Controversies in Total Knee Replacement by Richard S. LaskinControversies in Total Knee Replacement by Richard S. Laskin

Controversies in Total Knee Replacement

EditorRichard S. Laskin

Hardcover | January 1, 2001

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In the 35 years since the first knee replacement surgery was attempted, there have been numerous changes in the way the prostheses are designed and the manner in which they are implanted. We are now in the fortunate position of being able to report that 95% of patients undergoing a kneereplacement report extraordinary relief of pain and the ability to return to an active and productive life. However, the field is not static and there remain areas of controversy. This book examines many of the unresolved issues in total knee replacement surgery. Each controversial issue is addressed in the format of a debate, with authors from either side of the controversy putting their points of view and then responding to a series of questions, posed by the editor, whoacts as the moderator of the discussion. In addition, there are two non-debate chapters, one covering the value of knee replacement to society and the patient, and the other on the precise methodology of collecting and expressing outcome data. All of the contributors are international experts in their fields and have lectured and written extensively. This book will ensure that the knowledge of today can help to further improve the surgical results of tommorrow.
Professor Richard Laskin Orthopaedic Surgeon The Hospital for Special Surgery 535 E 70th Street New York NY 10021 USA Tel: 001 212 606 1041 Fex: 001 212 249 4653 E-mail:
Title:Controversies in Total Knee ReplacementFormat:HardcoverPublished:January 1, 2001Publisher:Oxford University PressLanguage:English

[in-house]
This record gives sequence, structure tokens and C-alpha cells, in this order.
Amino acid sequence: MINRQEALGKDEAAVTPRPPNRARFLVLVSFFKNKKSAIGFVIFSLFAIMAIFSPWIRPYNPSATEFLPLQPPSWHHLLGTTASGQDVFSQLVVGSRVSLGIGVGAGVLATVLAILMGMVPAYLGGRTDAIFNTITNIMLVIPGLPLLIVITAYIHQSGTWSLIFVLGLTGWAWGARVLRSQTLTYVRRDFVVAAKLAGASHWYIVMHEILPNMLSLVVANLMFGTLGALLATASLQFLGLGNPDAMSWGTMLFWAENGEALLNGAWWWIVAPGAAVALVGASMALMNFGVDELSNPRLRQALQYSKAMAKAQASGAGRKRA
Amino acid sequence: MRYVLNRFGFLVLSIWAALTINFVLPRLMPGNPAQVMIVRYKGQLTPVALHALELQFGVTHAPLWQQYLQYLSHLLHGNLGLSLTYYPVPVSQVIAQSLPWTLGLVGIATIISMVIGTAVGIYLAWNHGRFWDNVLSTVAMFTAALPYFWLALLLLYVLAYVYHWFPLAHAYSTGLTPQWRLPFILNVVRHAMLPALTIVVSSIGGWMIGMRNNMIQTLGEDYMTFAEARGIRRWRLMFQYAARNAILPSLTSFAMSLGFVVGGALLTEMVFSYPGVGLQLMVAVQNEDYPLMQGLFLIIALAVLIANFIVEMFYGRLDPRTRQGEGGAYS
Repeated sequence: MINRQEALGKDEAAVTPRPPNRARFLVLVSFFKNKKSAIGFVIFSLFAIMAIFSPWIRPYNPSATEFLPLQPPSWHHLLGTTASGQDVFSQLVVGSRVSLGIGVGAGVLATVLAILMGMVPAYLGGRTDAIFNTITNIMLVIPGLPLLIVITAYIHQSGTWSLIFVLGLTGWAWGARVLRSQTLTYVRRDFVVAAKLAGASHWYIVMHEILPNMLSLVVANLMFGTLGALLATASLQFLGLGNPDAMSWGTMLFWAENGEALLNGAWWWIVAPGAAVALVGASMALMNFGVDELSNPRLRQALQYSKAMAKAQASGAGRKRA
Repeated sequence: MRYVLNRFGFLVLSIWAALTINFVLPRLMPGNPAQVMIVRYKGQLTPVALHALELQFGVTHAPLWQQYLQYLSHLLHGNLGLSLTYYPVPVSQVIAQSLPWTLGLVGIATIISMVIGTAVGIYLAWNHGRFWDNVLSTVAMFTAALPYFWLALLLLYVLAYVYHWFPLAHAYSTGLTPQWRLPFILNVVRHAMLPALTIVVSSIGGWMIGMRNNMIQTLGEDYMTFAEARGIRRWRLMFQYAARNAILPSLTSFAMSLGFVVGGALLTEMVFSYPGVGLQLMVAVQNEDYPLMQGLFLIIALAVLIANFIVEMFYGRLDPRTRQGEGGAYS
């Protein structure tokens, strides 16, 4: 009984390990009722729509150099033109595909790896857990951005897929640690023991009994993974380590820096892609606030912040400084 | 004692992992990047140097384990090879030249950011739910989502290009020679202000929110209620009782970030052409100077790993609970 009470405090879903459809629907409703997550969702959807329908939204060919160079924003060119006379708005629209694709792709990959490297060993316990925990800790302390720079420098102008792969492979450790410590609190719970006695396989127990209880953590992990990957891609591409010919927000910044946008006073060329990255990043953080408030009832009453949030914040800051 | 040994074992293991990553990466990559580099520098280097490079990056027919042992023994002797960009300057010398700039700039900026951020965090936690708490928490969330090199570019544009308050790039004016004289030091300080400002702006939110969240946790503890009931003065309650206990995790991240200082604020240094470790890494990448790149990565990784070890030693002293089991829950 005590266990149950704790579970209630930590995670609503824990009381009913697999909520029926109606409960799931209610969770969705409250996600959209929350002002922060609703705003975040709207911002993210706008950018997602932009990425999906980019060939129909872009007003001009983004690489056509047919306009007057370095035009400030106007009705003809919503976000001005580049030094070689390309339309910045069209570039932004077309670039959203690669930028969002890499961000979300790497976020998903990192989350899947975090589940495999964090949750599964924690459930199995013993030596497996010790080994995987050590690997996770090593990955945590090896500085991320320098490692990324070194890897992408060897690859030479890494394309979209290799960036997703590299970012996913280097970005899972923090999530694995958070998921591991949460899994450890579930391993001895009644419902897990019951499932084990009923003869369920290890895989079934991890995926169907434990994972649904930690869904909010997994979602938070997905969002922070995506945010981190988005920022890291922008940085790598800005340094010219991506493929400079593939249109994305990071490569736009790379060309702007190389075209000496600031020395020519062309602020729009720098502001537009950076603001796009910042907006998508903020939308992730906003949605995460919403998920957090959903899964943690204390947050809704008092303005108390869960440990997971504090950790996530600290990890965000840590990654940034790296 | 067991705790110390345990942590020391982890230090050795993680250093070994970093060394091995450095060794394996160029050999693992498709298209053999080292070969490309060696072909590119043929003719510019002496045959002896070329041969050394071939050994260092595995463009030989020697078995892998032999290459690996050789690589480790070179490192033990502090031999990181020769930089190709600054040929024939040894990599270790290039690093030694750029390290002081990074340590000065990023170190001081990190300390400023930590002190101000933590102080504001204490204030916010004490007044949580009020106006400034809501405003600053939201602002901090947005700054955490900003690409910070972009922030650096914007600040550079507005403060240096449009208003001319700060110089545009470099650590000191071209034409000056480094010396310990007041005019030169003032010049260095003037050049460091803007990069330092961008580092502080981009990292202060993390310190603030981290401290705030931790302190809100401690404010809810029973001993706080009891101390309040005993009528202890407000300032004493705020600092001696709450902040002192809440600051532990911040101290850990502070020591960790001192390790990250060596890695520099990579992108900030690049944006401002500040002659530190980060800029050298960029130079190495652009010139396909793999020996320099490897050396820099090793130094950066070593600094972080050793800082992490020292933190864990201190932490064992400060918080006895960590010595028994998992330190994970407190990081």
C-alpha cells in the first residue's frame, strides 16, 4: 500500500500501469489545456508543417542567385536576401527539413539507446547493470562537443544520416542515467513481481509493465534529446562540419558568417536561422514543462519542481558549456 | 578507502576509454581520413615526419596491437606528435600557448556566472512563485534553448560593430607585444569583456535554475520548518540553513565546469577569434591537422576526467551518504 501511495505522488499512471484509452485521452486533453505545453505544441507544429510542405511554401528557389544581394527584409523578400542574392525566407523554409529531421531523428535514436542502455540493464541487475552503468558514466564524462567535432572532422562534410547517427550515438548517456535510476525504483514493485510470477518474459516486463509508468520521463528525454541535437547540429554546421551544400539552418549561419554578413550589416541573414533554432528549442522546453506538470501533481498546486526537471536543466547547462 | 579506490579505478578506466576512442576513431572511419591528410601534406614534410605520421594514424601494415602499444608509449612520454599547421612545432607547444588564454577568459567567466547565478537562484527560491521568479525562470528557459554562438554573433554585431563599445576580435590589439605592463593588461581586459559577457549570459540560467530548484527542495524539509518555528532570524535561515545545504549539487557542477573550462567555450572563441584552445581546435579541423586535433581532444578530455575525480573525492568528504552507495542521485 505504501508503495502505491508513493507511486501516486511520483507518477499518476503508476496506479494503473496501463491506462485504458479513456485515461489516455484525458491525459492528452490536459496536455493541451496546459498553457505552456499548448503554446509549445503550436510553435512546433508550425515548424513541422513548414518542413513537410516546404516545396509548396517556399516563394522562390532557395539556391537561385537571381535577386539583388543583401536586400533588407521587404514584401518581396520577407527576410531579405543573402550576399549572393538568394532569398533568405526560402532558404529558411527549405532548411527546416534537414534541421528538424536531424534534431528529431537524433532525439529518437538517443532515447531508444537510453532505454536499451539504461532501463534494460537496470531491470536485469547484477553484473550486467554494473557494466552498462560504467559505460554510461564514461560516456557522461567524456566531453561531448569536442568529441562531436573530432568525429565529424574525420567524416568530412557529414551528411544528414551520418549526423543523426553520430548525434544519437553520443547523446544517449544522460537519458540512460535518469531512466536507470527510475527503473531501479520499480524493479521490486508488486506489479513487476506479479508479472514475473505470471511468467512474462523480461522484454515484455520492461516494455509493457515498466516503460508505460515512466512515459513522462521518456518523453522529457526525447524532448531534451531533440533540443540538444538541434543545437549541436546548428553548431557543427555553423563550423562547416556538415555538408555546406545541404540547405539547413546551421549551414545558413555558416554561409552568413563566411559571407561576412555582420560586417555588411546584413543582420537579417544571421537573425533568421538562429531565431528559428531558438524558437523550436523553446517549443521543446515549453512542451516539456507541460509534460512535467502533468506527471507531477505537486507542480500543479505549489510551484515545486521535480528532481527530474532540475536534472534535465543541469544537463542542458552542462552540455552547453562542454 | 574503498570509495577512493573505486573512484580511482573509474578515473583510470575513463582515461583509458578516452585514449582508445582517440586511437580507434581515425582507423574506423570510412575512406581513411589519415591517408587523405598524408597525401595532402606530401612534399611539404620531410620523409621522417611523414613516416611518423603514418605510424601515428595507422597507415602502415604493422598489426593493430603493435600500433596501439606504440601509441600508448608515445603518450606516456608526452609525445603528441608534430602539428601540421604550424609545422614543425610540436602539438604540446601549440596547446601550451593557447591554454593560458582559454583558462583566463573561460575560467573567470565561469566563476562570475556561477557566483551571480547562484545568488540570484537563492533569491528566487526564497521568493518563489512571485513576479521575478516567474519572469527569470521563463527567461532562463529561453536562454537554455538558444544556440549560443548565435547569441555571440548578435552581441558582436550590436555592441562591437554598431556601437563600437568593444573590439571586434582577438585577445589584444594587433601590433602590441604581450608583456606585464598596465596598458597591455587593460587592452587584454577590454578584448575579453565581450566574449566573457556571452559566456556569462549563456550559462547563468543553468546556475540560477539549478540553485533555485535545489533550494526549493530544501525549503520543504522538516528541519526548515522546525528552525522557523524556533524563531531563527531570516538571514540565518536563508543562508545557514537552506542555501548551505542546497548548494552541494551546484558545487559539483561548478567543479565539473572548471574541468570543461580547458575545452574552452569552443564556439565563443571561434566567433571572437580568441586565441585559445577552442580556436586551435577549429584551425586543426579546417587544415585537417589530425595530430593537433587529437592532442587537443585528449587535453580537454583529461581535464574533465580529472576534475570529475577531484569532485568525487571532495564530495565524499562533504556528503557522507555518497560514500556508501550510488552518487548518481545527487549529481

The following ISBNs are associated with this title:

ISBN - 10:0192630725

ISBN - 13:9780192630728


Table of Contents

Preface1. Kaper and Bourne: Total Knee Replacement (TKR) is one of the most beneficial procedures for both patients and society2. PRO: Victor CON: Crites and Ritter: The tibial component should be routinely modular and metal-backed rather than all polyethylene3. PRO and CON: Sculco, Miric, Klein and MacAuley: The use of prosthetic augments is the optimal way for correcting bone defects during TKR4. PRO: Munjal and Krackow CON: Haas and Saleh: The posterior cruciate should routinely be salvaged during TKR5. PRO: Andriacchi, Dyrby and Alexander CON: Iwaki, Pinskerova and Freeman: Femoral rollback is obtainable and beneficial in the total knee patient6. PRO: Windsor CON: Steinbrink: The optimal treatment for an infected TKR is a two-stage exchange revision7. PRO: Insall and Scuderi CON: Bellemans: Acrylic cement is the method of choice for fixation of total knee implants8. PRO: Hagena CON: Noble: The patella need not be resurfaced during TKR9. PRO: Scuderi CON: Riese: The optimal way to balance the flexion space is to externally rotate the femoral component10. PRO: Kofler and Lotke CON: Westrich: Aspirin is sufficient prophylaxis for DVT for most total knee patients11. PRO: Hart CON: Brumby and Thornhill: Unicompartmental osteoarthritis of the knee is best treated by an osteotomy rather than unicompartmental arthroplasty12. PRO: Rorabeck and Howell CON: Ward, Longjohn and Dorr: Range of motion after TKR can best be obtained using a CPM machine13. Proximal release procedures are the optimal way of increasing exposure during TKR: 14. A fixed bearing implant is optimal for most TKRs: 15. Outcome measurement in TKR: Epilogue